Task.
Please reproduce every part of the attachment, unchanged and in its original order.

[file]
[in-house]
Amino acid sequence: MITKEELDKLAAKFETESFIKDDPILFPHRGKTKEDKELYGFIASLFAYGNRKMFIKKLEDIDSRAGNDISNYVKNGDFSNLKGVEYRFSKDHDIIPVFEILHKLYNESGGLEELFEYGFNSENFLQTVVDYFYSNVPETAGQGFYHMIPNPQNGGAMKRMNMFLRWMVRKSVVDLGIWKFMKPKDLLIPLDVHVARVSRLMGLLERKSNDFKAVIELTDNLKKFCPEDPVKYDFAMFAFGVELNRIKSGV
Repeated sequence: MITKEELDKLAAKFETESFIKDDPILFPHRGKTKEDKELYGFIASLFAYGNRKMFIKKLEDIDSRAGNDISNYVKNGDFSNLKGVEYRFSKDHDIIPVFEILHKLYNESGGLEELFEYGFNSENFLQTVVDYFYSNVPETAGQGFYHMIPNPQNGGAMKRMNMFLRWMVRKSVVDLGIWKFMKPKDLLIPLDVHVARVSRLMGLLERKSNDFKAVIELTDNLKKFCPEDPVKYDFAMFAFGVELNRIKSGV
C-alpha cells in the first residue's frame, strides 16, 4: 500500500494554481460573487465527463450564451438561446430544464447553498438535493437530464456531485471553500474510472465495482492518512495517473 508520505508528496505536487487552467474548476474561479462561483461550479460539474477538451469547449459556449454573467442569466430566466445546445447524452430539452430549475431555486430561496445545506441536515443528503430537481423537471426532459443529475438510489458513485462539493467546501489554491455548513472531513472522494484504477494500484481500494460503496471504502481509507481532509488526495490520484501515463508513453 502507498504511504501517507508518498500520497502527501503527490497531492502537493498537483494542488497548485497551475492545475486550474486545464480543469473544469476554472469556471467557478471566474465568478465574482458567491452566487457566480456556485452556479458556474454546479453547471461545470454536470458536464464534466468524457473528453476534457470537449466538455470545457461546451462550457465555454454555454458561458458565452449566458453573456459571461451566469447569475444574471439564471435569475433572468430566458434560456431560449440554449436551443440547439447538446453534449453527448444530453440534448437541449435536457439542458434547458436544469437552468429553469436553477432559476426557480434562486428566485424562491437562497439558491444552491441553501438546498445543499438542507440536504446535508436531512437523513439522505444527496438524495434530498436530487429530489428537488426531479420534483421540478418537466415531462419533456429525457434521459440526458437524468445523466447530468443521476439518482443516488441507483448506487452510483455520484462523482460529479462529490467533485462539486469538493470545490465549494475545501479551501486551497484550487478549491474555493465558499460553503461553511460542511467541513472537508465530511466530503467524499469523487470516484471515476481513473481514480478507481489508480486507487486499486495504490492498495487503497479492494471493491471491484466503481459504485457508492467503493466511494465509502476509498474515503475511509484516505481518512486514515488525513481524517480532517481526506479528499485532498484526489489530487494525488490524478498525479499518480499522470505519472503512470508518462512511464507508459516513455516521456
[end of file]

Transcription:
[in-house]
Amino acid sequence: MITKEELDKLAAKFETESFIKDDPILFPHRGKTKEDKELYGFIASLFAYGNRKMFIKKLEDIDSRAGNDISNYVKNGDFSNLKGVEYRFSKDHDIIPVFEILHKLYNESGGLEELFEYGFNSENFLQTVVDYFYSNVPETAGQGFYHMIPNPQNGGAMKRMNMFLRWMVRKSVVDLGIWKFMKPKDLLIPLDVHVARVSRLMGLLERKSNDFKAVIELTDNLKKFCPEDPVKYDFAMFAFGVELNRIKSGV
Repeated sequence: MITKEELDKLAAKFETESFIKDDPILFPHRGKTKEDKELYGFIASLFAYGNRKMFIKKLEDIDSRAGNDISNYVKNGDFSNLKGVEYRFSKDHDIIPVFEILHKLYNESGGLEELFEYGFNSENFLQTVVDYFYSNVPETAGQGFYHMIPNPQNGGAMKRMNMFLRWMVRKSVVDLGIWKFMKPKDLLIPLDVHVARVSRLMGLLERKSNDFKAVIELTDNLKKFCPEDPVKYDFAMFAFGVELNRIKSGV
C-alpha cells in the first residue's frame, strides 16, 4: 500500500494554481460573487465527463450564451438561446430544464447553498438535493437530464456531485471553500474510472465495482492518512495517473 508520505508528496505536487487552467474548476474561479462561483461550479460539474477538451469547449459556449454573467442569466430566466445546445447524452430539452430549475431555486430561496445545506441536515443528503430537481423537471426532459443529475438510489458513485462539493467546501489554491455548513472531513472522494484504477494500484481500494460503496471504502481509507481532509488526495490520484501515463508513453 502507498504511504501517507508518498500520497502527501503527490497531492502537493498537483494542488497548485497551475492545475486550474486545464480543469473544469476554472469556471467557478471566474465568478465574482458567491452566487457566480456556485452556479458556474454546479453547471461545470454536470458536464464534466468524457473528453476534457470537449466538455470545457461546451462550457465555454454555454458561458458565452449566458453573456459571461451566469447569475444574471439564471435569475433572468430566458434560456431560449440554449436551443440547439447538446453534449453527448444530453440534448437541449435536457439542458434547458436544469437552468429553469436553477432559476426557480434562486428566485424562491437562497439558491444552491441553501438546498445543499438542507440536504446535508436531512437523513439522505444527496438524495434530498436530487429530489428537488426531479420534483421540478418537466415531462419533456429525457434521459440526458437524468445523466447530468443521476439518482443516488441507483448506487452510483455520484462523482460529479462529490467533485462539486469538493470545490465549494475545501479551501486551497484550487478549491474555493465558499460553503461553511460542511467541513472537508465530511466530503467524499469523487470516484471515476481513473481514480478507481489508480486507487486499486495504490492498495487503497479492494471493491471491484466503481459504485457508492467503493466511494465509502476509498474515503475511509484516505481518512486514515488525513481524517480532517481526506479528499485532498484526489489530487494525488490524478498525479499518480499522470505519472503512470508518462512511464507508459516513455516521456